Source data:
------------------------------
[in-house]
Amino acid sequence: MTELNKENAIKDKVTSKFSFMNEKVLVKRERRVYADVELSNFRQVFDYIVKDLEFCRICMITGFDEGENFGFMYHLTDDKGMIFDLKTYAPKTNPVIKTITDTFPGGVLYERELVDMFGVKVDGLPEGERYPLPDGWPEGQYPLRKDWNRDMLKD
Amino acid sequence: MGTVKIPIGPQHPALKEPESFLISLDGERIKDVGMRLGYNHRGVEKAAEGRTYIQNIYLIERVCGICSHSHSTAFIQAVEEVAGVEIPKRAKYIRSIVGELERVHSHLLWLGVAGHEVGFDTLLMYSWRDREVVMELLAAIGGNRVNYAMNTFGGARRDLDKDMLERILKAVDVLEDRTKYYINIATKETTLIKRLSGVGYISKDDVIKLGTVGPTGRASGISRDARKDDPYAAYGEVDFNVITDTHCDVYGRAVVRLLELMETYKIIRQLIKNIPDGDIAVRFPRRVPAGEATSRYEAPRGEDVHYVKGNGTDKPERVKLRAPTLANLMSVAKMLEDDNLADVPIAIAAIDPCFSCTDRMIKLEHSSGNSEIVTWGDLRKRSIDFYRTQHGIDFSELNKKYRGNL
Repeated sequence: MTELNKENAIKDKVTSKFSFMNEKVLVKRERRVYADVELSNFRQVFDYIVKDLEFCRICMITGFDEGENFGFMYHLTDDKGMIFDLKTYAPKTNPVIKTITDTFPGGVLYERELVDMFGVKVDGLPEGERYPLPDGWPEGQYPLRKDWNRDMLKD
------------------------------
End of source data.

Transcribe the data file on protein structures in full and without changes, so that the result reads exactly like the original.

[in-house]
Amino acid sequence: MTELNKENAIKDKVTSKFSFMNEKVLVKRERRVYADVELSNFRQVFDYIVKDLEFCRICMITGFDEGENFGFMYHLTDDKGMIFDLKTYAPKTNPVIKTITDTFPGGVLYERELVDMFGVKVDGLPEGERYPLPDGWPEGQYPLRKDWNRDMLKD
Amino acid sequence: MGTVKIPIGPQHPALKEPESFLISLDGERIKDVGMRLGYNHRGVEKAAEGRTYIQNIYLIERVCGICSHSHSTAFIQAVEEVAGVEIPKRAKYIRSIVGELERVHSHLLWLGVAGHEVGFDTLLMYSWRDREVVMELLAAIGGNRVNYAMNTFGGARRDLDKDMLERILKAVDVLEDRTKYYINIATKETTLIKRLSGVGYISKDDVIKLGTVGPTGRASGISRDARKDDPYAAYGEVDFNVITDTHCDVYGRAVVRLLELMETYKIIRQLIKNIPDGDIAVRFPRRVPAGEATSRYEAPRGEDVHYVKGNGTDKPERVKLRAPTLANLMSVAKMLEDDNLADVPIAIAAIDPCFSCTDRMIKLEHSSGNSEIVTWGDLRKRSIDFYRTQHGIDFSELNKKYRGNL
Repeated sequence: MTELNKENAIKDKVTSKFSFMNEKVLVKRERRVYADVELSNFRQVFDYIVKDLEFCRICMITGFDEGENFGFMYHLTDDKGMIFDLKTYAPKTNPVIKTITDTFPGGVLYERELVDMFGVKVDGLPEGERYPLPDGWPEGQYPLRKDWNRDMLKD